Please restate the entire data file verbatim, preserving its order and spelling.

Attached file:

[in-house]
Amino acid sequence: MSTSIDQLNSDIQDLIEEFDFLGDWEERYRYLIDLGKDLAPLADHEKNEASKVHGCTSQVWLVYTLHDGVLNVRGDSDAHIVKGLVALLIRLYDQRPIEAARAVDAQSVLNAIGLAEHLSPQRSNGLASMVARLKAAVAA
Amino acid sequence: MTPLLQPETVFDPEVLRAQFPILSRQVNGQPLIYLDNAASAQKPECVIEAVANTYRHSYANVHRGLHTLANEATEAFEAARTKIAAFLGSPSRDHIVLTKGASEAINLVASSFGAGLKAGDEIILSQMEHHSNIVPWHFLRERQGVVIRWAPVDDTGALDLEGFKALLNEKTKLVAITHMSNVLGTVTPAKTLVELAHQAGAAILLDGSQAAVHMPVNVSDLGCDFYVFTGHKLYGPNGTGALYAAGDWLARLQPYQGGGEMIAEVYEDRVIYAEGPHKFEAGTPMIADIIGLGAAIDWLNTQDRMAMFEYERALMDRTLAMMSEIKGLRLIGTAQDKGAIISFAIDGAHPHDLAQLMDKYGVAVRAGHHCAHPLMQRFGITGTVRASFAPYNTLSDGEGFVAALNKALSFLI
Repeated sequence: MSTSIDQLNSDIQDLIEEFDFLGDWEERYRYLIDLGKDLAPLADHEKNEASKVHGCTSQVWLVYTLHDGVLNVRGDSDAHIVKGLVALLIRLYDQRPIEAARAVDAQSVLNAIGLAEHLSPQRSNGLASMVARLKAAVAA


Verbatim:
[in-house]
Amino acid sequence: MSTSIDQLNSDIQDLIEEFDFLGDWEERYRYLIDLGKDLAPLADHEKNEASKVHGCTSQVWLVYTLHDGVLNVRGDSDAHIVKGLVALLIRLYDQRPIEAARAVDAQSVLNAIGLAEHLSPQRSNGLASMVARLKAAVAA
Amino acid sequence: MTPLLQPETVFDPEVLRAQFPILSRQVNGQPLIYLDNAASAQKPECVIEAVANTYRHSYANVHRGLHTLANEATEAFEAARTKIAAFLGSPSRDHIVLTKGASEAINLVASSFGAGLKAGDEIILSQMEHHSNIVPWHFLRERQGVVIRWAPVDDTGALDLEGFKALLNEKTKLVAITHMSNVLGTVTPAKTLVELAHQAGAAILLDGSQAAVHMPVNVSDLGCDFYVFTGHKLYGPNGTGALYAAGDWLARLQPYQGGGEMIAEVYEDRVIYAEGPHKFEAGTPMIADIIGLGAAIDWLNTQDRMAMFEYERALMDRTLAMMSEIKGLRLIGTAQDKGAIISFAIDGAHPHDLAQLMDKYGVAVRAGHHCAHPLMQRFGITGTVRASFAPYNTLSDGEGFVAALNKALSFLI
Repeated sequence: MSTSIDQLNSDIQDLIEEFDFLGDWEERYRYLIDLGKDLAPLADHEKNEASKVHGCTSQVWLVYTLHDGVLNVRGDSDAHIVKGLVALLIRLYDQRPIEAARAVDAQSVLNAIGLAEHLSPQRSNGLASMVARLKAAVAA